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So the problem is that I have a 3D projection of a rectangle that I want to turn into 2D. That is I have a photo of a sheet of paper laying on a table which I want to transform into a 2D view of that sheet.

Thus, what I need is to get an un-distorted 2D image by reverting all the 3D/projection transformations and getting a plain view of the sheet from the top. I happened to find some directions on the subject but they don't suggest an immediate instruction on how this can be achieved. It would be really helpful to get a step-by-step instruction of what needs to be done. Or, alternatively, a link on a resource that breaks it down to little details.

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On What aspect do you need help? The vision part (detecting the edges of the paper)? The geometry part (determine 3d position and reverse the mapping)? The image processing part (resampling images)? Or the programming part (what libraries you can use on a given platform) ? –  Kris Van Bael Nov 11 '12 at 8:23
    
Geometry part please. I need formulas that map 4 points of the 3D projection view to 4 points on a 2D plane. –  bonomo Nov 11 '12 at 10:20
    
I've marked my answer for deletion, as I didn't understand what you wanted. As I understand it now, you have a digital photograph of a document, taken at an oblique angle, and you want to form an image of the document as though it was square-on to the camera. –  John R. Strohm Nov 11 '12 at 18:50
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You are looking for a Homography. This can be computed directly from the four corner points of the rectangle in your input image, plus your (fixed) target points. I'm sorry I don't have time to write up a full answer, but this is a standard part of any computer vision course (for example, these lecture notes are relevant). For a library solution, OpenCV has findHomography. –  John Bartholomew Nov 11 '12 at 18:57
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Of the linear equations listed in the lecture notes linked by @JohnBartholomew, the most commonly used one is on the second-to-last page (Set up a 2N x 8 matrix, put zero on the right hand side, and use SVD to find null space/subspace with minimal residue) –  rwong Nov 12 '12 at 4:36

2 Answers 2

What you need to convert this with is morphing/warping using for example an algorithm called Catmull-Rom cubic spline interpolation.

The "correction" is easier to achieve if you don't look at it as a 3D rectangle, but as a distorted perspective of an image.

Using morphing techniques can help you calculate the various interpolations along the two axis (how much you need to interpolate or not on a given x/y coordinate). The morph/warp is of course with a destination as a 'perfect' rectangle.

You didn't state what language you prefer, but here are some resources on the topic with source code (the first one shows a more complex mesh, but you would only need one "square" of that making it simpler):

http://davis.wpi.edu/~matt/courses/morph/2d.htm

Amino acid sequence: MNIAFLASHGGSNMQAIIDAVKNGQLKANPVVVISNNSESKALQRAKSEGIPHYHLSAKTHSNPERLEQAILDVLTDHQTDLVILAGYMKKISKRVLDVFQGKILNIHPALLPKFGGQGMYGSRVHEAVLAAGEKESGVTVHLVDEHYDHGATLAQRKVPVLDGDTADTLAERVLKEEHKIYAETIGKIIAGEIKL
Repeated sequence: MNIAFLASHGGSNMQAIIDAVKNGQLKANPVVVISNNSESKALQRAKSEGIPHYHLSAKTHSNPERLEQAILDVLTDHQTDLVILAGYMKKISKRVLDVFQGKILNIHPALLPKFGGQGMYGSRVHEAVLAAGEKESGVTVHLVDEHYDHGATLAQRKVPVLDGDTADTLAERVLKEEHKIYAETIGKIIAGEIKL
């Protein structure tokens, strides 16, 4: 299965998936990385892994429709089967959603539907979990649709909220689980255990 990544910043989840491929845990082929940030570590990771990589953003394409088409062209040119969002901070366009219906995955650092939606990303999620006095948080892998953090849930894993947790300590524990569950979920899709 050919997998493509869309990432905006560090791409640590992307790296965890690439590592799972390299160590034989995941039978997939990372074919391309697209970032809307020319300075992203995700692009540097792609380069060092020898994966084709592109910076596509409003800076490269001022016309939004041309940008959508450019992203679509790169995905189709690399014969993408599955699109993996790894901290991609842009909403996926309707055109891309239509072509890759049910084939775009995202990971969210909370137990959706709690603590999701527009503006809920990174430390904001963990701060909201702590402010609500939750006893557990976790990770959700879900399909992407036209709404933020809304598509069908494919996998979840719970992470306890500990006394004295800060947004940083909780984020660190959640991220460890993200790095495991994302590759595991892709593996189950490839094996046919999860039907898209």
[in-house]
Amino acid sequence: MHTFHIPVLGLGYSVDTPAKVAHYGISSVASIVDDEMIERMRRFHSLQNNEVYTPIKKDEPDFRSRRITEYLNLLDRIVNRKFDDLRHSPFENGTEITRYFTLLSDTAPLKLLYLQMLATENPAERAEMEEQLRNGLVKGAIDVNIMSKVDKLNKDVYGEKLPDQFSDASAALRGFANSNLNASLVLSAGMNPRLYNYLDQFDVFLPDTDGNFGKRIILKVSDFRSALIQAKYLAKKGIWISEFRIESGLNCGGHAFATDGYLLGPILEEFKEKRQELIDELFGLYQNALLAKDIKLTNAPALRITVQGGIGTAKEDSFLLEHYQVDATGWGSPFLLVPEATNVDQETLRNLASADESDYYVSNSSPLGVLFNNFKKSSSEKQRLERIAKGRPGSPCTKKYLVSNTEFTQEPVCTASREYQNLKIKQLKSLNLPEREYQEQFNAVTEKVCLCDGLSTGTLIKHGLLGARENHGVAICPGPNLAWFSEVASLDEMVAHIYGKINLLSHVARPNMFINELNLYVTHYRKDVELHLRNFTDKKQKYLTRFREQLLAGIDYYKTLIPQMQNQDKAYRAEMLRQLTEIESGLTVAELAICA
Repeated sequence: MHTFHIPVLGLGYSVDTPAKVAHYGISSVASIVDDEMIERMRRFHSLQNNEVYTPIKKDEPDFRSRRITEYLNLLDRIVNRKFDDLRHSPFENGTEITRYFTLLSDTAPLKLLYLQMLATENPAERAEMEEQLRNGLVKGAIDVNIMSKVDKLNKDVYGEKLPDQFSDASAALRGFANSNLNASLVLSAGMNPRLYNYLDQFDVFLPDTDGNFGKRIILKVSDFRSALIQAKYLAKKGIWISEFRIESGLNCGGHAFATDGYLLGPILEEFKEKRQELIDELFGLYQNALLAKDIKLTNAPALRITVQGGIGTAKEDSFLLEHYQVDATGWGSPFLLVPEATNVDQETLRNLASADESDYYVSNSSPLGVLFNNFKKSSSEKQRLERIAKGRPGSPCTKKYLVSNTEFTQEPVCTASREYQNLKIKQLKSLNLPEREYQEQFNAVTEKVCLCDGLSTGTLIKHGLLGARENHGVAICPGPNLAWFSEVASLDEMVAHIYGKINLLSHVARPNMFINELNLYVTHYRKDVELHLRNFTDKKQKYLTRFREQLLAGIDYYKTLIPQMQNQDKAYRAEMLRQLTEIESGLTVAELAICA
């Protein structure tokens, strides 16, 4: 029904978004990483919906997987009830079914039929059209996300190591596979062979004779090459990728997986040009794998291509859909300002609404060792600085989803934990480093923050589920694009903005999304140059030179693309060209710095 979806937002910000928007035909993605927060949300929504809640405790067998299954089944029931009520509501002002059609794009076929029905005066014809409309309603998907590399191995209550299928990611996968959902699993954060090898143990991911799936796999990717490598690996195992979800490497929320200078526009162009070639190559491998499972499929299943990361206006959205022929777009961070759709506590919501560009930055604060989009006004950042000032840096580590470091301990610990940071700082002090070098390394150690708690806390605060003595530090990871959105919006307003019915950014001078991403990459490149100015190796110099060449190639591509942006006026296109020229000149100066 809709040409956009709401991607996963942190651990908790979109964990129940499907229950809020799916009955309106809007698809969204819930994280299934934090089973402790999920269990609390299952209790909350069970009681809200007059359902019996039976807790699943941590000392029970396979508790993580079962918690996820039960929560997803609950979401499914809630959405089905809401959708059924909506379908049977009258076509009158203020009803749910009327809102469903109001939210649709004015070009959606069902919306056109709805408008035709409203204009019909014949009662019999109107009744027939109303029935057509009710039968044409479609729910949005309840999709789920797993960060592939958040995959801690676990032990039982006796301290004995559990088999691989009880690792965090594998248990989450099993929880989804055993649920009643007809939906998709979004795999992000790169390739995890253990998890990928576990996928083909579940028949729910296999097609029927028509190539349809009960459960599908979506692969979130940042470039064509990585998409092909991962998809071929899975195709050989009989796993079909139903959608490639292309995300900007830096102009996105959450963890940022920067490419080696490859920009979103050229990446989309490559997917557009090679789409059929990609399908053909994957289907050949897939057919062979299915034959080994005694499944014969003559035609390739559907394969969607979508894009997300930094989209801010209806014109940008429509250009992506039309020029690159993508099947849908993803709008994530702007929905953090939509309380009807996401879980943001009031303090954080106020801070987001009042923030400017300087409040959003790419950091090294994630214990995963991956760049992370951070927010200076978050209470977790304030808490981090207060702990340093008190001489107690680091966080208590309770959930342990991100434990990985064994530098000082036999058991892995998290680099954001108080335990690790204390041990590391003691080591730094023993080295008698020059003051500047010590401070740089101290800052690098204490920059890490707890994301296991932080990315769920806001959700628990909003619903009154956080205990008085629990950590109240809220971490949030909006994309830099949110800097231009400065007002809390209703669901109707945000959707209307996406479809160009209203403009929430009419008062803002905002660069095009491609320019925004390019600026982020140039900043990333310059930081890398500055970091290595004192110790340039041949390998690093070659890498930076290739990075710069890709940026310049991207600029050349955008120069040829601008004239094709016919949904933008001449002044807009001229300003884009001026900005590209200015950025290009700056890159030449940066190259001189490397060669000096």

http://blogs.msdn.com/b/nativeconcurrency/archive/2012/08/09/image-morphing-c-amp-sample.aspx

Catmull-Rom cubic spline interpolation:
http://www.ibiblio.org/e-notes/Splines/Cardinal.htm

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It's not just warping a quad onto a rectangle. It's gotta be perspective-correct. I believe that none of your links take that consideration into account. –  Kris Van Bael Nov 11 '12 at 21:26
    
There is really no need to consider correct perspective as such. If you project an image that originally is square/rectangle it will "re-gain" (by the means of interpolation) that information when morphed into a equal rectangle. What you might encounter as a problem is lens distortion (bending lines). To solve this you will need more details on the "square" to compensate for the bending. –  Ken Fyrstenberg Nov 11 '12 at 22:06
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It's possible that the mappings that you used preserve straight lines and are hence perspective-correct. However, that is not a given. Bi-linear interpolation, for instance, can also map a rectangle on any quad. Yet the result is not perspective-correct. –  Kris Van Bael Nov 11 '12 at 22:21

One factor that is really important to help understanding most any method of performing this operation is that you will be taking each pixel location of your END image and then calculating the position within the source image to calculate the pixel data from (using one of numerous interpolation methods.)

Understanding that the calculation goes "in reverse" is key to groking this type of transformation.

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Thank you for your answer. I do understand that each pixel from that end projection needs to be translated into the target view that represents an approximation of the original image. Now all I need is a set of transformation matrices that would do this trick for me by applying them all to each pixel of the sheet projection. After that I need to interpolate the gaps in the target image using one of the techniques mentioned by @AbdiasSoftware –  bonomo Nov 11 '12 at 18:44
    
There won't be any gaps. The value for each pixel location of the final image is calculated from the source image using the interpolation function. –  Dave Nay Nov 11 '12 at 18:50
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Re-reading your comment to my answer, I think you didn't get what I'm saying. Each pixel of the target view is translated to a floating point coordinate within the end projection. This is opposite of what you have stated. The essence of what I am saying is that you will be calculating the source of pixel and not the destination. –  Dave Nay Nov 11 '12 at 18:59

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